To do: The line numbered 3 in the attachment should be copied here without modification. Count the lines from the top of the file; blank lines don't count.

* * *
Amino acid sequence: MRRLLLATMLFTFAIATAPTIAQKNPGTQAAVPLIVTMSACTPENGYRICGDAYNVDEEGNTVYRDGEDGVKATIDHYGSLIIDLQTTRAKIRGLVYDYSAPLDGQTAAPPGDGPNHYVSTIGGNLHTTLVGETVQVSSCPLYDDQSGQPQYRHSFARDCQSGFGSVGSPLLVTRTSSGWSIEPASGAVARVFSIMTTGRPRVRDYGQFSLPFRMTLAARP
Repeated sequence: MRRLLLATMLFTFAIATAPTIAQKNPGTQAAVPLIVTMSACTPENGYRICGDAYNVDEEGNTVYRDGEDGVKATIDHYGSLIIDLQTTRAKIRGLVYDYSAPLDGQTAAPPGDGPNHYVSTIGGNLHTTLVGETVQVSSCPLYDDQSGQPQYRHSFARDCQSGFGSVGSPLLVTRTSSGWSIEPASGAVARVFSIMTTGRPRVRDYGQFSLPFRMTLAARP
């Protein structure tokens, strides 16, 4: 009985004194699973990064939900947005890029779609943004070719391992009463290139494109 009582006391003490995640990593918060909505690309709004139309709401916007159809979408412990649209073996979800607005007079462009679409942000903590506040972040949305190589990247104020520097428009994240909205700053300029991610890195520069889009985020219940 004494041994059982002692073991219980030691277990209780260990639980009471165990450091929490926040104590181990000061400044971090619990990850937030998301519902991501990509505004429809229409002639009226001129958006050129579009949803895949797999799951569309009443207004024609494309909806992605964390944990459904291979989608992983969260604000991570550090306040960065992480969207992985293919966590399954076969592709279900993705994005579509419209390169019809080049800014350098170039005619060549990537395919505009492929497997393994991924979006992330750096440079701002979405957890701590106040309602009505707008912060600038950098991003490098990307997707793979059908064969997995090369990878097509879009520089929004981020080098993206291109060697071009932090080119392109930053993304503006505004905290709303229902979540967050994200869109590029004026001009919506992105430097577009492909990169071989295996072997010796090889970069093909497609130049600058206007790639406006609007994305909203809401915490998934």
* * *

């Protein structure tokens, strides 16, 4: 009985004194699973990064939900947005890029779609943004070719391992009463290139494109 009582006391003490995640990593918060909505690309709004139309709401916007159809979408412990649209073996979800607005007079462009679409942000903590506040972040949305190589990247104020520097428009994240909205700053300029991610890195520069889009985020219940 004494041994059982002692073991219980030691277990209780260990639980009471165990450091929490926040104590181990000061400044971090619990990850937030998301519902991501990509505004429809229409002639009226001129958006050129579009949803895949797999799951569309009443207004024609494309909806992605964390944990459904291979989608992983969260604000991570550090306040960065992480969207992985293919966590399954076969592709279900993705994005579509419209390169019809080049800014350098170039005619060549990537395919505009492929497997393994991924979006992330750096440079701002979405957890701590106040309602009505707008912060600038950098991003490098990307997707793979059908064969997995090369990878097509879009520089929004981020080098993206291109060697071009932090080119392109930053993304503006505004905290709303229902979540967050994200869109590029004026001009919506992105430097577009492909990169071989295996072997010796090889970069093909497609130049600058206007790639406006609007994305909203809401915490998934």